Mailinglist Archive: opensuse (1014 mails)

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Re: [opensuse] ssh keep alive?
On 2017-02-19 23:37, Werner Flamme wrote:
Am 19.02.2017 um 22:19 schrieb Carlos E. R.:
Hi,

I don't have this problem on the LAN, but when connecting via Internet
to my home server, I find after some time of no use that the terminal
does not respond any more. I have to "kill ssh" to recover that terminal.

I suppose I have to use a keep alive option. The manual has some:

-o option

ServerAliveInterval
ServerAliveCountMax


TCPKeepAlive

Which one?


Carlos,

in the output of "man ssh_config" you find the meaning of those parameters.

Ah, didn't think of that manual. Thanks :-)

ServerAliveInterval
Sets a timeout interval in seconds after which if no data
has been received from the server, ssh(1) will send a message through
the encrypted channel to request a response from the server.
The default is 0, indicating that these messages will not
be sent to the server.

ServerAliveCountMax
Sets the number of server alive messages (see below) which
may be sent without ssh(1) receiving any messages back from the server.
If this threshold is reached while server alive messages are being
sent, ssh will disconnect from the server, terminating the session. It
is important to note that the use of server alive messages is very
different from TCPKeepAlive (below). The server alive messages are sent
through the encrypted channel and therefore will not be spoofable. The
TCP keepalive option enabled by TCPKeepAlive is spoofable. The server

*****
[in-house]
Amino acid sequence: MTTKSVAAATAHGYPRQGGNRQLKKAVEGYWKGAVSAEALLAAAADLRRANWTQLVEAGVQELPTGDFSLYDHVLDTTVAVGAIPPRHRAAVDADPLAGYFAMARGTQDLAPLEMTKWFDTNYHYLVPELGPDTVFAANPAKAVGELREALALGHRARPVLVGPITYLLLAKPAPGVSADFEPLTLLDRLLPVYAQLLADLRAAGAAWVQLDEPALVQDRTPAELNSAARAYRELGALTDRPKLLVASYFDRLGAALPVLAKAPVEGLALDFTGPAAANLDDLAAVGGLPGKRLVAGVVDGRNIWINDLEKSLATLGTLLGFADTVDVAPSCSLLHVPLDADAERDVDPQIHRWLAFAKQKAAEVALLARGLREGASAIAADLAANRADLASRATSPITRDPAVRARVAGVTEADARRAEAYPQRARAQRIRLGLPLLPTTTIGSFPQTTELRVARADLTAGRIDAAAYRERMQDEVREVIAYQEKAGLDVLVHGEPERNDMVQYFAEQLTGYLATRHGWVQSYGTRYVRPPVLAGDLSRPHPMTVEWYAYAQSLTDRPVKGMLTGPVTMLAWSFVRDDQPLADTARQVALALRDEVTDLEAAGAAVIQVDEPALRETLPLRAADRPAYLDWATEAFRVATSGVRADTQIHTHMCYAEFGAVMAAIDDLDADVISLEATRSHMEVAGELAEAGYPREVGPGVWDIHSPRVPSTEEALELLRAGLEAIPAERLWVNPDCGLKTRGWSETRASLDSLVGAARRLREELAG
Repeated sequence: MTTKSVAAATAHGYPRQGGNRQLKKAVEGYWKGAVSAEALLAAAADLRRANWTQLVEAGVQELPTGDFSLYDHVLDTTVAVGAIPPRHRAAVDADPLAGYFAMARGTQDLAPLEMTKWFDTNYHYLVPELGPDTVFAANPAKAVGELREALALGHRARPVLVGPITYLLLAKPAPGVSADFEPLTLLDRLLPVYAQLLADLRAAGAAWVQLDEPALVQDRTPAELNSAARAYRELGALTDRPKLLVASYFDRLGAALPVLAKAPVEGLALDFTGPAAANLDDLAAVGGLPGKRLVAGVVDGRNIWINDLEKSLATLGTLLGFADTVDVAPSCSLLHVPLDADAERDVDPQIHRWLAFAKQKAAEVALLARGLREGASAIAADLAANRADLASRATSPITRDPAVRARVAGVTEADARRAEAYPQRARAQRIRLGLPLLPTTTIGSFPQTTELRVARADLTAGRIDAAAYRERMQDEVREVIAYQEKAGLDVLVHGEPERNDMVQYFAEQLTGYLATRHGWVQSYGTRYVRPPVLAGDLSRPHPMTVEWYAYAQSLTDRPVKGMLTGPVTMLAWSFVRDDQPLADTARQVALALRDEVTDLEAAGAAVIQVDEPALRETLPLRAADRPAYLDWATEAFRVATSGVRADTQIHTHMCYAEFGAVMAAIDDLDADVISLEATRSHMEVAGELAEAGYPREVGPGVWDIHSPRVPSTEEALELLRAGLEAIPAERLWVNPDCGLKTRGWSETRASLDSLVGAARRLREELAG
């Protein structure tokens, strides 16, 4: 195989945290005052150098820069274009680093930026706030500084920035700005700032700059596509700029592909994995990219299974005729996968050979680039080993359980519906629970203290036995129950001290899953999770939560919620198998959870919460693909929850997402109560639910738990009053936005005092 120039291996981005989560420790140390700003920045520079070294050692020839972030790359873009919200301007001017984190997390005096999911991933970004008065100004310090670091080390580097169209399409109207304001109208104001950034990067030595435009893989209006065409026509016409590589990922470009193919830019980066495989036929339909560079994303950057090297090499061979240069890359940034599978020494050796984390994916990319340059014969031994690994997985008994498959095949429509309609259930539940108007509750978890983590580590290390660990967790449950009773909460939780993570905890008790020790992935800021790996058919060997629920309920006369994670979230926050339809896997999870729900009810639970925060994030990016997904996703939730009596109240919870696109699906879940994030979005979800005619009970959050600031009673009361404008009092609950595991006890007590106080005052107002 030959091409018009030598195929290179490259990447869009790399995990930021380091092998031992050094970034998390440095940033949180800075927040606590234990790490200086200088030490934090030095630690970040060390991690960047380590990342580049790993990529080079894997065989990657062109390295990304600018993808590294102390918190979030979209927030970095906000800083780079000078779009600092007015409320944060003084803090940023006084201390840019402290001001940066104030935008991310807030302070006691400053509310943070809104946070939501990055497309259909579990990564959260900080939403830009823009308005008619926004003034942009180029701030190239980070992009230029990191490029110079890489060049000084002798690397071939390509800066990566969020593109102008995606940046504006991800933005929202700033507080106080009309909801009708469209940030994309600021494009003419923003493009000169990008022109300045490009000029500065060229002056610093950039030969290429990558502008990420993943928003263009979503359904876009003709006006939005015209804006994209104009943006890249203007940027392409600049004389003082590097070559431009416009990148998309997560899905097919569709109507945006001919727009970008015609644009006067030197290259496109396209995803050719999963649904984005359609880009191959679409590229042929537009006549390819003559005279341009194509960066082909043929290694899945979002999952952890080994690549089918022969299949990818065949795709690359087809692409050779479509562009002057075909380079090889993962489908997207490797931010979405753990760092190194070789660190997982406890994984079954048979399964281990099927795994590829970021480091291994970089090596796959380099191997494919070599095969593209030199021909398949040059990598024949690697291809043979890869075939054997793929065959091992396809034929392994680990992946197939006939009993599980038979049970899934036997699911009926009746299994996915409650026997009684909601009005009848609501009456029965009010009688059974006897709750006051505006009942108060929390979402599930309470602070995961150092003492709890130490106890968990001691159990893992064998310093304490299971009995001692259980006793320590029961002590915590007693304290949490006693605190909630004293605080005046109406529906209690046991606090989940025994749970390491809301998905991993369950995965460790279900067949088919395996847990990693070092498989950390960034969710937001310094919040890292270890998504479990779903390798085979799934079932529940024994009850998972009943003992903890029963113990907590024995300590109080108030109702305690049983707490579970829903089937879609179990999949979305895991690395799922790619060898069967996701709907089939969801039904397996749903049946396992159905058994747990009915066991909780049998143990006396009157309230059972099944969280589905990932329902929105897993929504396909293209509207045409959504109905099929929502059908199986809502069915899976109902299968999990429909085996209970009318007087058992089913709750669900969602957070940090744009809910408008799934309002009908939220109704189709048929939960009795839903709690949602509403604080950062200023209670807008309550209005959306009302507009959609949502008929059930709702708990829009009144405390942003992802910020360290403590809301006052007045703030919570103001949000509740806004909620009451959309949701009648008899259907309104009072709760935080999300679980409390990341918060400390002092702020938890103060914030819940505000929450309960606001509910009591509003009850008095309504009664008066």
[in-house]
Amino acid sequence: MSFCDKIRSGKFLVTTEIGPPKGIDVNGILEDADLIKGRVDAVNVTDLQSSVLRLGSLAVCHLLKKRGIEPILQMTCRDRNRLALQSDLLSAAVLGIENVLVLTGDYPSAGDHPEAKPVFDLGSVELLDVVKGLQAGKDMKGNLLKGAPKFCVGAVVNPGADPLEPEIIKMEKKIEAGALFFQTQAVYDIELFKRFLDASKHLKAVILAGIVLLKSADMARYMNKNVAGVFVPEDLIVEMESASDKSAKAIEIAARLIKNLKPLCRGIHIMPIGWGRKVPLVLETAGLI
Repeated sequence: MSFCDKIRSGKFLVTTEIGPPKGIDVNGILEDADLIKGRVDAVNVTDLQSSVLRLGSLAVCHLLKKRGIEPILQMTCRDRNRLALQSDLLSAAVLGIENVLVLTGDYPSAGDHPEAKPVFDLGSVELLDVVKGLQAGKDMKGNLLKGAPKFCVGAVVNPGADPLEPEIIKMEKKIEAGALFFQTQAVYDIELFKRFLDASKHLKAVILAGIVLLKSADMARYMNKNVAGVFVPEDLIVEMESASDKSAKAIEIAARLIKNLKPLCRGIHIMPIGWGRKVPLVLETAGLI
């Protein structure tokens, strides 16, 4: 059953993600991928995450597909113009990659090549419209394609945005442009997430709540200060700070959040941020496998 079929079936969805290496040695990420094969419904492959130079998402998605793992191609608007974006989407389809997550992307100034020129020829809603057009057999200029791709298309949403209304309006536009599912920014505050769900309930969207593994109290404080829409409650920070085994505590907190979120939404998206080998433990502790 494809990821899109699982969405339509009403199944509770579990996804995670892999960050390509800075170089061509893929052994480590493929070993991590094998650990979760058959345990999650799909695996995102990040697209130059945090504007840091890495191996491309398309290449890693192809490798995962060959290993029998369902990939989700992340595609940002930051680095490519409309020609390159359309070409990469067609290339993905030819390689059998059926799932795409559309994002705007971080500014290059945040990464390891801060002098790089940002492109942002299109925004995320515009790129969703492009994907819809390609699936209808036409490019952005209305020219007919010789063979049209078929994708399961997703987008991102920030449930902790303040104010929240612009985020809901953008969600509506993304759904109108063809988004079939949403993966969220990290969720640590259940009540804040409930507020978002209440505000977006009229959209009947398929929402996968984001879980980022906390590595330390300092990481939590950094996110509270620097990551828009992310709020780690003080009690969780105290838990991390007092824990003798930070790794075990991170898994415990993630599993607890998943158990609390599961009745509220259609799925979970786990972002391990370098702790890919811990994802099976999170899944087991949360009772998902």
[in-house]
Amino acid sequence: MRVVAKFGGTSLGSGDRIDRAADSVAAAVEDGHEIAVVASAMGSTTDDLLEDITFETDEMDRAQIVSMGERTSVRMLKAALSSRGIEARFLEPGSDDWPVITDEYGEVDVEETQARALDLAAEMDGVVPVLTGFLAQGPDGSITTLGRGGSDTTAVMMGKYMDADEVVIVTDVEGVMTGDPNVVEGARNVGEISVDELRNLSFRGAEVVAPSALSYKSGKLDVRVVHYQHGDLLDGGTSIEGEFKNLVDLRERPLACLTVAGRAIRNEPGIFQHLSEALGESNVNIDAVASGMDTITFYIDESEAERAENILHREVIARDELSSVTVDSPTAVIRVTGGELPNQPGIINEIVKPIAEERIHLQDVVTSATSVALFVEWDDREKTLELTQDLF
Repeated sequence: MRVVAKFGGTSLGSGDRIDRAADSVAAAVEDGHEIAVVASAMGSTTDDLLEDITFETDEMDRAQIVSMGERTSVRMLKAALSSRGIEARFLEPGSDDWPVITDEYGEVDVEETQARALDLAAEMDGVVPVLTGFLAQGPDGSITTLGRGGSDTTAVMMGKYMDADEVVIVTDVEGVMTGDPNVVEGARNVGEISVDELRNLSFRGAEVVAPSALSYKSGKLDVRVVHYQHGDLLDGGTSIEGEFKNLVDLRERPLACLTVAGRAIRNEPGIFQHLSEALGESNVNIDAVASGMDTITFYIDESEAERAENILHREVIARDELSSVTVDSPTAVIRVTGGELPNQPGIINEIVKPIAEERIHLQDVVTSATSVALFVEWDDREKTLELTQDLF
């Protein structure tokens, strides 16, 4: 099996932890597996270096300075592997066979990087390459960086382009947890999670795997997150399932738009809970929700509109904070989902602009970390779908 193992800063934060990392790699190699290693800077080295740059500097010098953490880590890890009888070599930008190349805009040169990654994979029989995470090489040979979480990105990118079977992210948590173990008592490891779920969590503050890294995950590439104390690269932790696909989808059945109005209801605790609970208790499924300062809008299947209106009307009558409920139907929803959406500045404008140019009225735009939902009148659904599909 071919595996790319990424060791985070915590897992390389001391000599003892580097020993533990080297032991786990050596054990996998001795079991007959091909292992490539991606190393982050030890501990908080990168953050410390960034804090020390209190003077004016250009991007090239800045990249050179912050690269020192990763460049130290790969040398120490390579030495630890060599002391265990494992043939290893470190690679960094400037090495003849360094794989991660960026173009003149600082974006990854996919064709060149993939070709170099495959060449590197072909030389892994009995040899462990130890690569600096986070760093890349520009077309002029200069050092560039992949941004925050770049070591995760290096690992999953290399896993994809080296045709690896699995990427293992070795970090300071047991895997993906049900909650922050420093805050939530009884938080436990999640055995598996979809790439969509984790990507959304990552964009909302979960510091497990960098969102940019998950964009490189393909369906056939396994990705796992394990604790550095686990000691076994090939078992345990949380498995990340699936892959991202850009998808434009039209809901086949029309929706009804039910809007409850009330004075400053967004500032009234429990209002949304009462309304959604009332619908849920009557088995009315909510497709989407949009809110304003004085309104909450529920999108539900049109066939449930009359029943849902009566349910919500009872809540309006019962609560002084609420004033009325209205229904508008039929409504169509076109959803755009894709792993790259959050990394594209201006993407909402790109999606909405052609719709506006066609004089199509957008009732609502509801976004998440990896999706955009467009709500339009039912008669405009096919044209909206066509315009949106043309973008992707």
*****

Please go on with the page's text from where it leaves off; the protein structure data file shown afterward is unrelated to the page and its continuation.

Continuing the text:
alive mechanism is valuable when the client or server depend on knowing
when a connection has become inactive.

The default value is 3. If, for example,
ServerAliveInterval (see below) is set to 15 and ServerAliveCountMax is
left at the default, if the server becomes unresponsive, ssh will
disconnect after approximately 45 seconds.

TCPKeepAlive
Specifies whether the system should send TCP keepalive
messages to the other side. If they are sent, death of the connection
or crash of one of the machines will be properly noticed. However, this
means that connections will die if the route is down temporarily, and
some people find it annoying.

Well, I tried "ssh -o ServerAliveInterval=60 ..." and it appears to do
the trick. I will add that setting in the .ssh/config file:

host myhost.domain
Port someport
ServerAliveInterval 60

and see what happens...

[...]

Yes, it worked.

--
Cheers / Saludos,

Carlos E. R.

(from 42.2 x86_64 "Malachite" (Minas Tirith))

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